Attendance Forums, Sports Leaders, Reading Champions, Take 5 Ambassadors and Learning Forums.
We very much see working with our parents and carers as a fundamental partnership and rigorously strive to strengthen this relationship as much as possible in order for our pupils to benefit. This is usually successfully achieved through a calendar of events across the school year that they are invited into school for work showcases, celebration events, meet the teacher evenings, fun family learning events, etc. We are currently working to adapt and organise these kinds of events to take place in a more virtual way.
As part of our experiential curriculum as well as us regularly inviting visitors to the school and planning carefully chosen trips out to enhance our Curriculum Vehicles we also run residential visits, after school clubs and have a sports specialists for the schools to enhance delivery. (Refer to the overview in Appendix 1 of the Curriculum Statement below).
We also carefully plan and include work around fundamental British Values using appropriate language and themes accessible for our pupils to identify with (Refer to the 2-page overview in Appendix 2 of the Curriculum Statement below). These are also reinforced and delivered each week through our Assembly Themes which also link closely to our PSHRE foci. (Refer to Appendix 3 of the Curriculum Statement below).
Assessing the Impact of Our Curriculum:
Teaching staff utilise the National Curriculum and Skills overviews to highlight and map coverage which informs them of what has been achieved and what requires more emphasis in future provision.
The school uses an online tracking system (Classroom Monitor) for staff to complete marking on the skills within taught provision for the core subjects.
We use Cornerstone Assessments each term to assess Reading and Maths (arithmetic) to support our summative tracking data teacher assessment points.
Our marking and feedback procedure is focused on this taking place at the point of teaching as much as possible in order to ensure good progress can be made with insightful intervention. Where pupils are less confident in aspects of learning this is picked up and a post-teach will be provided typically on the same day.
These all provide information for staff to use in order to identify gaps in learning on which to base their planning and teaching provision on. They are also used by school leaders for the ongoing assessment of National Curriculum statement coverage.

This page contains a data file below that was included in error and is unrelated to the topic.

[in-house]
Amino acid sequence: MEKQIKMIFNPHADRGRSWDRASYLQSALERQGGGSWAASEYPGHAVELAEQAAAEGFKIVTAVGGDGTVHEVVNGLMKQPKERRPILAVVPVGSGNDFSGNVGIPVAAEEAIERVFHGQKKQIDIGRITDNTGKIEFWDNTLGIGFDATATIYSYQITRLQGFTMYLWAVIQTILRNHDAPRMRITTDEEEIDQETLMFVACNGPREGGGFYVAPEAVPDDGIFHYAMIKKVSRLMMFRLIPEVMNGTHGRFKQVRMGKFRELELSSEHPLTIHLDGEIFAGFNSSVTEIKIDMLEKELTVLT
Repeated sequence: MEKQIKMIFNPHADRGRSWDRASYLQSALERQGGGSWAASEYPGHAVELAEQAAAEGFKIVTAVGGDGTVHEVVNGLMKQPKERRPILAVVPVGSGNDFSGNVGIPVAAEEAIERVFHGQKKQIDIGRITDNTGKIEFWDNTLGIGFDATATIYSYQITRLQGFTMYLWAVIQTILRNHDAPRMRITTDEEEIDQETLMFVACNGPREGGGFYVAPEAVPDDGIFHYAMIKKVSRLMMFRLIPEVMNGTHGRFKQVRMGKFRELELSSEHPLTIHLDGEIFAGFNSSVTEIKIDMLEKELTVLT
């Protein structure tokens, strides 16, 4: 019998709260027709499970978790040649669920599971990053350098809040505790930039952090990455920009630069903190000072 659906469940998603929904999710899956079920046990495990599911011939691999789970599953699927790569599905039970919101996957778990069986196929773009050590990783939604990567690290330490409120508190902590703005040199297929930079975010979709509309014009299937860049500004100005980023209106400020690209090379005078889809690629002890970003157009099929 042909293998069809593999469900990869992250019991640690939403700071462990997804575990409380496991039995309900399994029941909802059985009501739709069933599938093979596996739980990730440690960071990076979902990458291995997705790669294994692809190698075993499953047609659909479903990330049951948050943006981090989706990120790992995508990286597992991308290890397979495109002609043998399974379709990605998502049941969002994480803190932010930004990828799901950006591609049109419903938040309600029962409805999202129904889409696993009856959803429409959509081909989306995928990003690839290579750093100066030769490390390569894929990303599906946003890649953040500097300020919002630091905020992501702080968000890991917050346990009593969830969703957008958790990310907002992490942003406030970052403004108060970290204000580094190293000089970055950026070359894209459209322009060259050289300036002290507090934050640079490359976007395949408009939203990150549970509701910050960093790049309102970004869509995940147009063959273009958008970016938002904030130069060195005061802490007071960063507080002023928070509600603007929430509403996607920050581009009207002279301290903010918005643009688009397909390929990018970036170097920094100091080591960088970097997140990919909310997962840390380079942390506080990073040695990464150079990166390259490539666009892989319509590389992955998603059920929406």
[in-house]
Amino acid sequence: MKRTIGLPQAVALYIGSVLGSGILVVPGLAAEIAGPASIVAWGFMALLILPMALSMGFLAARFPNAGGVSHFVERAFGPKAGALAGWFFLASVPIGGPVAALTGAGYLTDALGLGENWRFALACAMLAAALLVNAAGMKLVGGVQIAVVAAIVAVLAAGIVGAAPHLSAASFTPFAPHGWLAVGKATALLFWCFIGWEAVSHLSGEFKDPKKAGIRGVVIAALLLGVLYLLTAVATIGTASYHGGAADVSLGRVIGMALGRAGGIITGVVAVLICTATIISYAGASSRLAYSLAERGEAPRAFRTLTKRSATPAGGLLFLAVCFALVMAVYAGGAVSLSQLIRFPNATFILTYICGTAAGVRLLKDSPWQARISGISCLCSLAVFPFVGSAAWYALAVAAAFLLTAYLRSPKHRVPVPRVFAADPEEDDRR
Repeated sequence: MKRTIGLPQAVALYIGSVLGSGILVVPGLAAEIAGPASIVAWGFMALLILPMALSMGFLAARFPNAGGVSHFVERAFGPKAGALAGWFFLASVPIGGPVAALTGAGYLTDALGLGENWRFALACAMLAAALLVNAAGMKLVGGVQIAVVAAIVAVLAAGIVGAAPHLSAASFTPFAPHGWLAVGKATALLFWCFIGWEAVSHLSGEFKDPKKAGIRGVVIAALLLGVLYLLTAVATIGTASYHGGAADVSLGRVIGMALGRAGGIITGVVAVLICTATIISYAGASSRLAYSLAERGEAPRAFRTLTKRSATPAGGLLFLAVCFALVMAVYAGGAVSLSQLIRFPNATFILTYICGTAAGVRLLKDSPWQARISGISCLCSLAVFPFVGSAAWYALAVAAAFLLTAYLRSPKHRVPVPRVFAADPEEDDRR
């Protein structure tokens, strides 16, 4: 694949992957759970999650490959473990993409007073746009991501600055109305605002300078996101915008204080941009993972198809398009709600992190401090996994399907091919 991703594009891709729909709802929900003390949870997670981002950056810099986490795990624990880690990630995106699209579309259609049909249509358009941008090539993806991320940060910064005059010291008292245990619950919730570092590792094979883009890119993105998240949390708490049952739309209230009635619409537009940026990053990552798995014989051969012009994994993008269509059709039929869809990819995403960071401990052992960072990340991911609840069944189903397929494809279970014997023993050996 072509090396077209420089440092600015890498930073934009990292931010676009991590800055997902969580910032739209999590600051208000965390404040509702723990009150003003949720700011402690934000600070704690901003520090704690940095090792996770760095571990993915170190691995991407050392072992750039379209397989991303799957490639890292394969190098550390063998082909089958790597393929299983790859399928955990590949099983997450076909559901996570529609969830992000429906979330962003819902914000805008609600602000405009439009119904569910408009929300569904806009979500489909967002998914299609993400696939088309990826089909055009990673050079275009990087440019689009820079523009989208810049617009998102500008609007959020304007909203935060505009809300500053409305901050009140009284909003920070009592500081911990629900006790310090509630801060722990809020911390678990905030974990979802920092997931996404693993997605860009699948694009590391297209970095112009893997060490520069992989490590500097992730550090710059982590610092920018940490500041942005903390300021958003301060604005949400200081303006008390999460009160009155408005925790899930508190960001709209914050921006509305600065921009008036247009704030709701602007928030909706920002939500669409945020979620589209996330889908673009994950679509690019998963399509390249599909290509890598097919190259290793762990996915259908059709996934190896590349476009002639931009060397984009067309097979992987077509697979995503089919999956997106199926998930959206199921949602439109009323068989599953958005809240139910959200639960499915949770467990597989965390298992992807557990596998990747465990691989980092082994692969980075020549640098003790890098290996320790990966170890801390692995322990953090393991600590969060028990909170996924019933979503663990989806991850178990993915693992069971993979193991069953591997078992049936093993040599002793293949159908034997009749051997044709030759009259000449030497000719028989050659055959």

Continual professional development is ongoing for all Subject Leaders so they have the necessary skills and expertise to support and embed high standards for their subject. They ensure a clear progression of skills is planned for and that these impact on the depth of knowledge acquired. Subject Leaders use a range of monitoring to ascertain levels of learning and track levels of progress and coverage so that they can ensure this fulfils National Curriculum requirements and sequentially builds the acquisition of knowledge and skills for pupils over time. They are responsible for embedding robust systems of assuring this is achieved.
We strive to draw a distinction between assessing the impact of the school curriculum and assessing National Curriculum subjects. The purpose of a school curriculum is not only about aiming to achieve outstanding SATs results. We know for our pupils we need to provide a holistic education for our pupils in line with our school core values and curriculum aims. To this end, during the last academic year we set up a pupil Learning Forum which was due to be used to provide the conduit to developing a record of achievement approach to assessing pupils' social and emotional journeys through a learning log. Work was accomplished towards achieving this. We had planned to provide a way for pupils to reflect on their own experiences and learning within these logs, in conjunction with peer feedback and teacher feedback. This has now been transferred as a key development for the second part of the Spring Term 2021.
We utilise our subject leader experts which include key Senior Leaders within the Curriculum Development Working Party who meet regularly to quality assure and provide guidance, support and challenge for year groups.
As part of our school improvement planning and ongoing quality assurance we carry out a range of monitoring in order to assess strengths and identify areas requiring support and improvement in order to keep a keen eye on quality assurance to ensure all are taking Personal Responsibility In Delivering Excellence.
If you would like to find out more about the curriculum we follow at Holgate Primary School, please contact the school office on 0115 963 8649 with your specific enquiry and a member of our teaching staff will provide more details.
Please see the below Curriculum Statement for all information on our school curriculum.